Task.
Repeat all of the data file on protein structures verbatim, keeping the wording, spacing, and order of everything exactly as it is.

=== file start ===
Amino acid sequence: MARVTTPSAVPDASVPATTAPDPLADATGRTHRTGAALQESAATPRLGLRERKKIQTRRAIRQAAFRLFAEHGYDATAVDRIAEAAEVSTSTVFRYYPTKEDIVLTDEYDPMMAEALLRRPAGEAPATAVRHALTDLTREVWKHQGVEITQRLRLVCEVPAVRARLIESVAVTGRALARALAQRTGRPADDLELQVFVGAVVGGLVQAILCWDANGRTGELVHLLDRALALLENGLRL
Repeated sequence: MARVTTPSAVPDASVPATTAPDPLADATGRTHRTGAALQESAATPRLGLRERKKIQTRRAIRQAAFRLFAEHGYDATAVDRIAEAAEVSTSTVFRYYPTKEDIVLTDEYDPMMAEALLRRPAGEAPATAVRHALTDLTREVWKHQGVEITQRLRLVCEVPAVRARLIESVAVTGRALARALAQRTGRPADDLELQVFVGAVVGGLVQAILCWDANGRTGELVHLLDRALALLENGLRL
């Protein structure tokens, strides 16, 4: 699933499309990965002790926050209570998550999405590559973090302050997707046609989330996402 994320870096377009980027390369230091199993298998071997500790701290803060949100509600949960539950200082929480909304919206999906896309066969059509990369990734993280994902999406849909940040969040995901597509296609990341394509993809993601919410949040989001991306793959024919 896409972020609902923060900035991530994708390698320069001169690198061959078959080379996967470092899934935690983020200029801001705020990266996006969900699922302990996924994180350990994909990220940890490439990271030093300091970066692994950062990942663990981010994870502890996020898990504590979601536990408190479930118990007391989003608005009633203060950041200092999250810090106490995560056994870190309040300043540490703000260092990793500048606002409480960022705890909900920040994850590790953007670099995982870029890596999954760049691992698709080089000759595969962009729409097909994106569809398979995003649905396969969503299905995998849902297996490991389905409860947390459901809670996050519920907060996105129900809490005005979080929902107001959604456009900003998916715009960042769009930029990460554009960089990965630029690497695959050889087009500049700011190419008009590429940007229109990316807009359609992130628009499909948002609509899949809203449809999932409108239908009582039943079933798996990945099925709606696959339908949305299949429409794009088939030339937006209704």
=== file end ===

Amino acid sequence: MARVTTPSAVPDASVPATTAPDPLADATGRTHRTGAALQESAATPRLGLRERKKIQTRRAIRQAAFRLFAEHGYDATAVDRIAEAAEVSTSTVFRYYPTKEDIVLTDEYDPMMAEALLRRPAGEAPATAVRHALTDLTREVWKHQGVEITQRLRLVCEVPAVRARLIESVAVTGRALARALAQRTGRPADDLELQVFVGAVVGGLVQAILCWDANGRTGELVHLLDRALALLENGLRL
Repeated sequence: MARVTTPSAVPDASVPATTAPDPLADATGRTHRTGAALQESAATPRLGLRERKKIQTRRAIRQAAFRLFAEHGYDATAVDRIAEAAEVSTSTVFRYYPTKEDIVLTDEYDPMMAEALLRRPAGEAPATAVRHALTDLTREVWKHQGVEITQRLRLVCEVPAVRARLIESVAVTGRALARALAQRTGRPADDLELQVFVGAVVGGLVQAILCWDANGRTGELVHLLDRALALLENGLRL
């Protein structure tokens, strides 16, 4: 699933499309990965002790926050209570998550999405590559973090302050997707046609989330996402 994320870096377009980027390369230091199993298998071997500790701290803060949100509600949960539950200082929480909304919206999906896309066969059509990369990734993280994902999406849909940040969040995901597509296609990341394509993809993601919410949040989001991306793959024919 896409972020609902923060900035991530994708390698320069001169690198061959078959080379996967470092899934935690983020200029801001705020990266996006969900699922302990996924994180350990994909990220940890490439990271030093300091970066692994950062990942663990981010994870502890996020898990504590979601536990408190479930118990007391989003608005009633203060950041200092999250810090106490995560056994870190309040300043540490703000260092990793500048606002409480960022705890909900920040994850590790953007670099995982870029890596999954760049691992698709080089000759595969962009729409097909994106569809398979995003649905396969969503299905995998849902297996490991389905409860947390459901809670996050519920907060996105129900809490005005979080929902107001959604456009900003998916715009960042769009930029990460554009960089990965630029690497695959050889087009500049700011190419008009590429940007229109990316807009359609992130628009499909948002609509899949809203449809999932409108239908009582039943079933798996990945099925709606696959339908949305299949429409794009088939030339937006209704």